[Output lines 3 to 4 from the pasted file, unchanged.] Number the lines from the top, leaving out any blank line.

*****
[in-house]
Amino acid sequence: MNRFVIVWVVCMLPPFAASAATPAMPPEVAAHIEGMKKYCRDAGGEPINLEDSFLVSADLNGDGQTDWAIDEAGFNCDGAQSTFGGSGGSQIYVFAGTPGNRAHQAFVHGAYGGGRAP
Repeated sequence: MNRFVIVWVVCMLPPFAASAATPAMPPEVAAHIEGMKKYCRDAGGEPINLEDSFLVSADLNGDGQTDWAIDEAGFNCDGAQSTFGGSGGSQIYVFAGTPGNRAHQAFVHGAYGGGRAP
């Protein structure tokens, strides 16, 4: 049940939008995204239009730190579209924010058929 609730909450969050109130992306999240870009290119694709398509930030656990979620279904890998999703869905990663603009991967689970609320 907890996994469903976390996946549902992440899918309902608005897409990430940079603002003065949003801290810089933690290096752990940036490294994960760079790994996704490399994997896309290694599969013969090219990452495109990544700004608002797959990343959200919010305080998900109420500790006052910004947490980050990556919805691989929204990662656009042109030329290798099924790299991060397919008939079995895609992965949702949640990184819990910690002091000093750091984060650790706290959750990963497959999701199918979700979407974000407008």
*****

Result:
Repeated sequence: MNRFVIVWVVCMLPPFAASAATPAMPPEVAAHIEGMKKYCRDAGGEPINLEDSFLVSADLNGDGQTDWAIDEAGFNCDGAQSTFGGSGGSQIYVFAGTPGNRAHQAFVHGAYGGGRAP
């Protein structure tokens, strides 16, 4: 049940939008995204239009730190579209924010058929 609730909450969050109130992306999240870009290119694709398509930030656990979620279904890998999703869905990663603009991967689970609320 907890996994469903976390996946549902992440899918309902608005897409990430940079603002003065949003801290810089933690290096752990940036490294994960760079790994996704490399994997896309290694599969013969090219990452495109990544700004608002797959990343959200919010305080998900109420500790006052910004947490980050990556919805691989929204990662656009042109030329290798099924790299991060397919008939079995895609992965949702949640990184819990910690002091000093750091984060650790706290959750990963497959999701199918979700979407974000407008």